Dior Bears the Teddy Girls for FW19

The collection is a celebration of counterculture fashion and sisterhood.

The newest Dior collection under the creative helm of Maria Grazia Chiuri debuted yesterday at the Musée Rodin in Paris.

Chiuri spent eight years at Valentino as co-creative director before starting at Dior as the house’s first female creative director. Her fashion has been established as a means for powerful statements for a few years now, with her newest collection a literal embodiment of this vision.

Italian artist Bianaca Pucciarelli Menna, known as Tomaso Binga, was responsible for the set at the show’s venue. Binga, who went under a male pseudonym to protest male privilege, built on the collection’s theme of femininity and sisterhood with nude self portraits staged in poses that resembled letters to spell out one of her poems.

Slogan tees from this season were printed with the unifying messages “Sisterhood is Global”, “Sisterhood is Powerful”, and “Sisterhood is Forever”. Tartan prints in black, red, and white color ways along with PVC rain hats were direct references to British fashion, while iterations of John Galliano’s saddle bag and Dior’s cult favorite Book Tote stood out as the collection’s statement accessories.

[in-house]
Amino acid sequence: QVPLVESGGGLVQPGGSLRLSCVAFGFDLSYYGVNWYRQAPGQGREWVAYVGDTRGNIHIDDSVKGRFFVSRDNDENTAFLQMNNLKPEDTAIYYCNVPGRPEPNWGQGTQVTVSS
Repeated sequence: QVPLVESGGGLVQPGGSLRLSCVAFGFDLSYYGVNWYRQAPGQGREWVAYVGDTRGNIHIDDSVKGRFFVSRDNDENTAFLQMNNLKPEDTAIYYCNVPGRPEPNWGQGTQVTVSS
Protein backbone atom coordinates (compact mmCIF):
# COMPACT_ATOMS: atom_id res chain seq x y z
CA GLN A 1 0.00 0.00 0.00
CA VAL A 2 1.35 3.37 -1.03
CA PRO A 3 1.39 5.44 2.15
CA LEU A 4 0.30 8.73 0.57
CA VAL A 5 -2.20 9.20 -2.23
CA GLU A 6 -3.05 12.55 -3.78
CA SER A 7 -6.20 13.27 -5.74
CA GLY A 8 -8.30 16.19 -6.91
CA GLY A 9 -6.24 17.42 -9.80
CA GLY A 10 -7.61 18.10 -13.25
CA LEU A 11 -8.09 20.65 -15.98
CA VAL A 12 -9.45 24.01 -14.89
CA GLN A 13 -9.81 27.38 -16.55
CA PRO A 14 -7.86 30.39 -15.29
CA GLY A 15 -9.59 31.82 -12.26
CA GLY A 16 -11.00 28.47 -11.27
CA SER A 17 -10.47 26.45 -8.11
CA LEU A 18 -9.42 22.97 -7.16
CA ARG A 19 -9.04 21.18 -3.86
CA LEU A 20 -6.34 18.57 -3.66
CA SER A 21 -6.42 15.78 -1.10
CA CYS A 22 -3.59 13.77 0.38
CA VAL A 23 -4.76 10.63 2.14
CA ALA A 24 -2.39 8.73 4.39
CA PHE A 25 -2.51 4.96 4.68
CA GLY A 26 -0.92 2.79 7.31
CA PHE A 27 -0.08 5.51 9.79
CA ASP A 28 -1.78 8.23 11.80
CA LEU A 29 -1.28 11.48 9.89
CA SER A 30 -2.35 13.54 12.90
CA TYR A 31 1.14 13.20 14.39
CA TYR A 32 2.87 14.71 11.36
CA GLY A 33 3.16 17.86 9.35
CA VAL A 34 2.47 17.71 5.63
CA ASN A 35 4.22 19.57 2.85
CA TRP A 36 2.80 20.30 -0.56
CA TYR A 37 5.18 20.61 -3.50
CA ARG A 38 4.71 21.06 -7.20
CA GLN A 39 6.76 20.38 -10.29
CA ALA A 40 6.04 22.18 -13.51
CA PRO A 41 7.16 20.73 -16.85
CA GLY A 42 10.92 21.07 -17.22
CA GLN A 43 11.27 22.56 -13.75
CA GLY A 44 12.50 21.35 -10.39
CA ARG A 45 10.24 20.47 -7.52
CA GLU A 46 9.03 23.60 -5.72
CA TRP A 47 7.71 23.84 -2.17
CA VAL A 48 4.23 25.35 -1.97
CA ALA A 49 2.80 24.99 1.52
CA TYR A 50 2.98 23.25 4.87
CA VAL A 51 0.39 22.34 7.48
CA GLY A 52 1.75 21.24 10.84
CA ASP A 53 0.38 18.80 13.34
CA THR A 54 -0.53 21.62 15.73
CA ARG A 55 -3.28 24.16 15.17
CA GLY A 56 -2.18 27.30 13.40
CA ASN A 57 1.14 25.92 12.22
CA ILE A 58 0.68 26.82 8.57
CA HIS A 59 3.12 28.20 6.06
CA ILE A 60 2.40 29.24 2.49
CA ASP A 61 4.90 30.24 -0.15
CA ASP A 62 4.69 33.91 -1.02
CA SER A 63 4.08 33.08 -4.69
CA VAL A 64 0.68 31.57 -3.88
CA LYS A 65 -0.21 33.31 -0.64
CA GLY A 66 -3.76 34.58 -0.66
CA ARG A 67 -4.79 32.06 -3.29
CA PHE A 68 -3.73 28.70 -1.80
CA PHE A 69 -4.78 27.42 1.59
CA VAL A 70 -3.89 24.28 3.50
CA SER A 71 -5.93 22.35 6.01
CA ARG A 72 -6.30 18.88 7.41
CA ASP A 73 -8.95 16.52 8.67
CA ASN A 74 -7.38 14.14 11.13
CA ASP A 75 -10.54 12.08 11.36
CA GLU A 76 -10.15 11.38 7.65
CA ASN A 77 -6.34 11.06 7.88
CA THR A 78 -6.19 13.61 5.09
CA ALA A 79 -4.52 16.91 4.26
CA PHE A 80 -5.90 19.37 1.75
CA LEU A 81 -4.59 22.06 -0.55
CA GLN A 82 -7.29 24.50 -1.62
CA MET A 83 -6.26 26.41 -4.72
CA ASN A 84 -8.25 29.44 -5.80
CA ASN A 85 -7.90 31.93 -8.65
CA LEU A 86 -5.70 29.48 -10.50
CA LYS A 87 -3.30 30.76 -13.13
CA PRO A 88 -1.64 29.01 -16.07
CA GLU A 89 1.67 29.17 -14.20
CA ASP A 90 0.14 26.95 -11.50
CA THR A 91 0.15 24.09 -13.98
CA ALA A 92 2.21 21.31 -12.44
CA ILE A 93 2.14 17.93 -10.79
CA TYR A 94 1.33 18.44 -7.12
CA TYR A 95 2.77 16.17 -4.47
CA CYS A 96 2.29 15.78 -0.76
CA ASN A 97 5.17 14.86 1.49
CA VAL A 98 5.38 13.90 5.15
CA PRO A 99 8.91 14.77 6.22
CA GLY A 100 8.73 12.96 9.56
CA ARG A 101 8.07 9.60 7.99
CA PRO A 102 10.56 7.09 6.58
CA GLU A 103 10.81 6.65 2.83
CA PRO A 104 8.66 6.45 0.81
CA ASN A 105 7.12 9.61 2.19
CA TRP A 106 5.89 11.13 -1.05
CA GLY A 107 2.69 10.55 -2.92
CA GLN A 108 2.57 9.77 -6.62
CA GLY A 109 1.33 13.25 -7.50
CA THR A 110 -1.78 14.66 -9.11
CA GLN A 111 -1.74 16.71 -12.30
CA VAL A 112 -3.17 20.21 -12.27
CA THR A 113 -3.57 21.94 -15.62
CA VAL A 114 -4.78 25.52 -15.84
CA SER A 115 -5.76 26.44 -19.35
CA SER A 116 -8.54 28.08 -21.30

For the FW19 collection, Chiuri revisited the ‘50s, specifically drawing from the British Teddy Girls in a modern and contemporary manner that was fit for her new visions at Dior. The Teddy Girls were a group of women who adopted the Edwardian dandy look to protest against idea of “good manners”, and blended counterculture fashion with social commentary and rock and roll. While their male counterpart was remembered, the Teddy Girls faded from the scene.

London’s Victoria and Albert Museum is currently hosting a sold out Dior exhibition that traces the history and influence of the fashion house’s relationship with Britain, which acted as a preview of Chiuri’s British influence.

Take a behind-the-scenes look at the show below:

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